The adjacent table lists the principal physical characteristics of the two cameras alongside a wider set of alternatives. If you would like to visualize and compare a different camera combination, you can navigate to the CAM-parator app and make your selection from a broad list of cameras there.
|1.||Fujifilm X-M1||117 mm||67 mm||39 mm||330 g||350||n||Jun 2013||699|
|2.||Olympus E-330||140 mm||87 mm||72 mm||637 g||750||n||Jan 2006||999|
|3.||Canon XT||127 mm||94 mm||64 mm||540 g||400||n||Feb 2005||899|
|4.||Fujifilm X-A10||117 mm||67 mm||40 mm||331 g||410||n||Dec 2016||399|
|5.||Fujifilm X-E2S||129 mm||75 mm||37 mm||350 g||350||n||Jan 2016||699|
|6.||Fujifilm X-A2||117 mm||67 mm||40 mm||350 g||410||n||Jan 2015||399|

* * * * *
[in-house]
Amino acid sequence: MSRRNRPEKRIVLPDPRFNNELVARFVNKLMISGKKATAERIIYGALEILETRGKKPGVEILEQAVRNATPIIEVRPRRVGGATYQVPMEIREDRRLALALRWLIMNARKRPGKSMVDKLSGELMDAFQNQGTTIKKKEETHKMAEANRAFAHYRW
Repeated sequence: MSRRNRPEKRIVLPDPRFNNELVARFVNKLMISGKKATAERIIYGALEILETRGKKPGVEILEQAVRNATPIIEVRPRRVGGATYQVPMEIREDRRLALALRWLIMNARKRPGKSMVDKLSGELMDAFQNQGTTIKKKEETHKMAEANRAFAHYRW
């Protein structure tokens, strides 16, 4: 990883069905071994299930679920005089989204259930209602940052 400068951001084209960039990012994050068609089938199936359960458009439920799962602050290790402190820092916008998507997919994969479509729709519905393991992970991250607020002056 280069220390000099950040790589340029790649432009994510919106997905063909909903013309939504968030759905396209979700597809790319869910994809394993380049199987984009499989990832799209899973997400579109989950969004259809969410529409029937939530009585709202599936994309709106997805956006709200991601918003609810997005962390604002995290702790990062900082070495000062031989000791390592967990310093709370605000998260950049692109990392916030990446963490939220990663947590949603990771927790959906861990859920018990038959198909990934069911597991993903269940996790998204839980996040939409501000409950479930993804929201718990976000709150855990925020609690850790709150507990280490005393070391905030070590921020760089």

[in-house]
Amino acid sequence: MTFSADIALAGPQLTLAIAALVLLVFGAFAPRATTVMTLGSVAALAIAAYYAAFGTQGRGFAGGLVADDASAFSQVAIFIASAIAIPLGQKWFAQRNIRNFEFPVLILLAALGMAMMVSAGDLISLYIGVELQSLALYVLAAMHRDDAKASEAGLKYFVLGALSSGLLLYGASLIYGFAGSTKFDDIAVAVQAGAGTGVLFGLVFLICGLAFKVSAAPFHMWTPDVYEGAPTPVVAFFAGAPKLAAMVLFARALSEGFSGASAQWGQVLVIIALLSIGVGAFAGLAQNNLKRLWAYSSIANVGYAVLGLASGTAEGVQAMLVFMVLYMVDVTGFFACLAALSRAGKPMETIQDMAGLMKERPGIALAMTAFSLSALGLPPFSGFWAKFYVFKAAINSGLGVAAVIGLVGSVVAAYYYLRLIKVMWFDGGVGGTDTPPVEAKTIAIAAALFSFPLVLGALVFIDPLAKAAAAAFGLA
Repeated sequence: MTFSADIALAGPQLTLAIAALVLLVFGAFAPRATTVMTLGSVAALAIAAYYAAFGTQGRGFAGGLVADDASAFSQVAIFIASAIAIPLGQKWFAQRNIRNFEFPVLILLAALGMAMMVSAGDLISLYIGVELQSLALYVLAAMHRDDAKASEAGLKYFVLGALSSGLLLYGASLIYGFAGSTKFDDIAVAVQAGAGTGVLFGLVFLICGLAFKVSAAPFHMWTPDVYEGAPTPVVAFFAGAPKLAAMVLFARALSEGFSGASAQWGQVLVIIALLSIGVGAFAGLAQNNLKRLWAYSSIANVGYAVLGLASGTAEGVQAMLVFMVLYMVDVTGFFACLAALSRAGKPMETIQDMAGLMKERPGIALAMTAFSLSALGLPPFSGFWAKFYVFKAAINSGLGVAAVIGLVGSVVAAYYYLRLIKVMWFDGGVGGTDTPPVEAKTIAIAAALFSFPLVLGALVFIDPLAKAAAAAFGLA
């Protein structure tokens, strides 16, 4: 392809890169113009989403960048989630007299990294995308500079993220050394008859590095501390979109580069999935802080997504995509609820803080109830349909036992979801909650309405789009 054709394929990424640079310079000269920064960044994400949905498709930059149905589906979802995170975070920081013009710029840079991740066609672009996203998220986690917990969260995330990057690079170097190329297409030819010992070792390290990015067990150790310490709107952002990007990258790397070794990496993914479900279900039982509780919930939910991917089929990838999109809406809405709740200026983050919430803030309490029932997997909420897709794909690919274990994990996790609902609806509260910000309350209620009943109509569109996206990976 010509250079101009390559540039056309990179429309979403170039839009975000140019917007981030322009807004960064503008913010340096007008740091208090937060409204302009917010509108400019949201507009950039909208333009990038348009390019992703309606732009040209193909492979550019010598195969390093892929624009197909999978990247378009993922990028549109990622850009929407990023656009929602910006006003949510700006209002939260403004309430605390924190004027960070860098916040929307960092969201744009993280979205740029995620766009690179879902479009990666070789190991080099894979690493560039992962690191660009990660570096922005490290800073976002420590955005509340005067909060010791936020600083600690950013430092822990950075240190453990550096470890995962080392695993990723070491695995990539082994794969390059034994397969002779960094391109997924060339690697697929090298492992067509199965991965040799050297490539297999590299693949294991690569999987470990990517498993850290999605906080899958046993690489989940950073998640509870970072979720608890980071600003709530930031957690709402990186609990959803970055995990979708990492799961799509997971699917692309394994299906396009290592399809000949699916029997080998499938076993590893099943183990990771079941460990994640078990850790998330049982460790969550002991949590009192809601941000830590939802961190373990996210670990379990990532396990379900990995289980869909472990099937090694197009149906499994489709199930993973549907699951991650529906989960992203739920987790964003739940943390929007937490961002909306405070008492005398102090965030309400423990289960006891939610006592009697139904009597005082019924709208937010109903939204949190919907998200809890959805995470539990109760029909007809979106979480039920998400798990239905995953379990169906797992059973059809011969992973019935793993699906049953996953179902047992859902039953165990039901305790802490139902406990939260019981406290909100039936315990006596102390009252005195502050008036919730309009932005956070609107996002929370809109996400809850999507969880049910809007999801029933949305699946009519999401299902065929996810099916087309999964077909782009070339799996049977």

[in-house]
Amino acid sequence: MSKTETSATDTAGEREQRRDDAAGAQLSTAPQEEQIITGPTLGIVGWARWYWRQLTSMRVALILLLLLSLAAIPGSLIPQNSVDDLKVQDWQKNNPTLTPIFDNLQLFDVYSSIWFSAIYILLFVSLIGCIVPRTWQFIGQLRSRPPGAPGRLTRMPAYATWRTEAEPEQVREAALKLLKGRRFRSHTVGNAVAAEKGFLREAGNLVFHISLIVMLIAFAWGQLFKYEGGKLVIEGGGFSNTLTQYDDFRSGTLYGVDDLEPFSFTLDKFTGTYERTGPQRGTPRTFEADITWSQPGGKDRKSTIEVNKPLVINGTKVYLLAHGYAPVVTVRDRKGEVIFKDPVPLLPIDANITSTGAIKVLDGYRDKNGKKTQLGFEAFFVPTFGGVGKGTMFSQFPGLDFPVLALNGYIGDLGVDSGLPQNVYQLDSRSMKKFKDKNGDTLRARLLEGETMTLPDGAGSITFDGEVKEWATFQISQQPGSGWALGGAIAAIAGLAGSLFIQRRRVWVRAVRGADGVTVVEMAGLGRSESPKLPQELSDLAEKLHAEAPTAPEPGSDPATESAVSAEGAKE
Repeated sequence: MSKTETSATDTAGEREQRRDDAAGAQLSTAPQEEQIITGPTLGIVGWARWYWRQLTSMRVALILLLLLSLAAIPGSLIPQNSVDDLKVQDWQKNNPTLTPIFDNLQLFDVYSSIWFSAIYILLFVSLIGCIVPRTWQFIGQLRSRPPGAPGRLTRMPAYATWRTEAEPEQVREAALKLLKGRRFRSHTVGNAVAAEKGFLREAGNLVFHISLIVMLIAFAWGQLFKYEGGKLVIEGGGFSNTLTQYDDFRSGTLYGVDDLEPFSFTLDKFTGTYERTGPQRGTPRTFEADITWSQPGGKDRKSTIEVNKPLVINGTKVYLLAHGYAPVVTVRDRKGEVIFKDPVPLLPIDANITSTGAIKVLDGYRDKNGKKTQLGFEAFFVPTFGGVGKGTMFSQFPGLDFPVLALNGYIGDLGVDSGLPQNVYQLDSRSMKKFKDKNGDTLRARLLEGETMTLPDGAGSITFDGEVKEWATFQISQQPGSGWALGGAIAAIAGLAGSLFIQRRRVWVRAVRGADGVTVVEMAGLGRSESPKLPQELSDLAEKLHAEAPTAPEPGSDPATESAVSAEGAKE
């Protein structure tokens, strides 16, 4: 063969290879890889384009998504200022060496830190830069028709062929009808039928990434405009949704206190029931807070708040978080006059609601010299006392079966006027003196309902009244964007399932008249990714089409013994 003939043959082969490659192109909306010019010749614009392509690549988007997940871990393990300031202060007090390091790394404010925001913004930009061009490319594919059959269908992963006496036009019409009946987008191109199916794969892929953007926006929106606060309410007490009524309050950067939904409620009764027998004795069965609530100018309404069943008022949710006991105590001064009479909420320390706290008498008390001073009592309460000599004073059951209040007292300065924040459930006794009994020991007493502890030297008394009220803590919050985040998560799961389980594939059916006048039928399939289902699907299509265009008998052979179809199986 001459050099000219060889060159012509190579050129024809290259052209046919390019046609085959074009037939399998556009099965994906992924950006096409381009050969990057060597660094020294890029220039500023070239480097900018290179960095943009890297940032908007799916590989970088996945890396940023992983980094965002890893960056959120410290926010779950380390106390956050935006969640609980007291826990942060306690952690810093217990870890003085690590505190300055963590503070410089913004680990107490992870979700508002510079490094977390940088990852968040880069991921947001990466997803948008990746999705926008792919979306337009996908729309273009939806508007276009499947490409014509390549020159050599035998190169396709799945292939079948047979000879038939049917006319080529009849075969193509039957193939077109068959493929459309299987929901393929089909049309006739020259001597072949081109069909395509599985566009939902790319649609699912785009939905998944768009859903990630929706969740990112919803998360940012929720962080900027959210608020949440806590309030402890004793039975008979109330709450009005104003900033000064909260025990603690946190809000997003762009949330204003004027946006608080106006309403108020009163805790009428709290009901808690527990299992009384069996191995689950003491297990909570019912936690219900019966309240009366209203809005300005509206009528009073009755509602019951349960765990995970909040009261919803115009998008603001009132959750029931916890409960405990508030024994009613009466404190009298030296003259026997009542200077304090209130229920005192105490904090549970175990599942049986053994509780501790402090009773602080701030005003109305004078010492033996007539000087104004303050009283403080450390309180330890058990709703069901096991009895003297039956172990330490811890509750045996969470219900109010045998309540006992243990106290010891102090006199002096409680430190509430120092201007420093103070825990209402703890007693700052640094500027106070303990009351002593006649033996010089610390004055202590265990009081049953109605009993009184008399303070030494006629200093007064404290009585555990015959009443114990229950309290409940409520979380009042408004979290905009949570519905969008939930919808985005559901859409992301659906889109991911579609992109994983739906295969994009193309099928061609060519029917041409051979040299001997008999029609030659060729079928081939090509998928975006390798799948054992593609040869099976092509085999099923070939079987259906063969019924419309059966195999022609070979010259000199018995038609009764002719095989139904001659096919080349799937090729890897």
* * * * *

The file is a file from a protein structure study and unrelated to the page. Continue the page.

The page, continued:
|7.||Fujifilm X-T10||118 mm||83 mm||41 mm||381 g||350||n||May 2015||799|
|8.||Fujifilm X-A1||117 mm||67 mm||39 mm||330 g||350||n||Sep 2013||399|
|9.||Fujifilm X-E2||129 mm||75 mm||37 mm||350 g||350||n||Oct 2013||999|
|10.||Fujifilm X-E1||129 mm||75 mm||38 mm||350 g||350||n||Sep 2012||999|
|11.||Fujifilm X-Pro1||140 mm||82 mm||43 mm||450 g||300||n||Jan 2012||1,699|
|12.||Leica Digilux 3||146 mm||87 mm||77 mm||606 g||750||n||Sep 2006||1,499|
|13.||Olympus E-500||130 mm||95 mm||66 mm||479 g||750||n||Sep 2005||599|
|14.||Olympus E-300||147 mm||85 mm||64 mm||624 g||750||n||Sep 2004||799|
|15.||Panasonic L1||146 mm||87 mm||64 mm||606 g||750||n||Feb 2006||999|
|16.||Sony NEX-5R||111 mm||59 mm||39 mm||276 g||330||n||Aug 2012||749|
|17.||Sony NEX-F3||117 mm||67 mm||42 mm||314 g||470||n||May 2012||599|
|Notes: Measurements and pricing do not include easily detachable parts, such as add-on or interchangeable lenses or optional viewfinders.|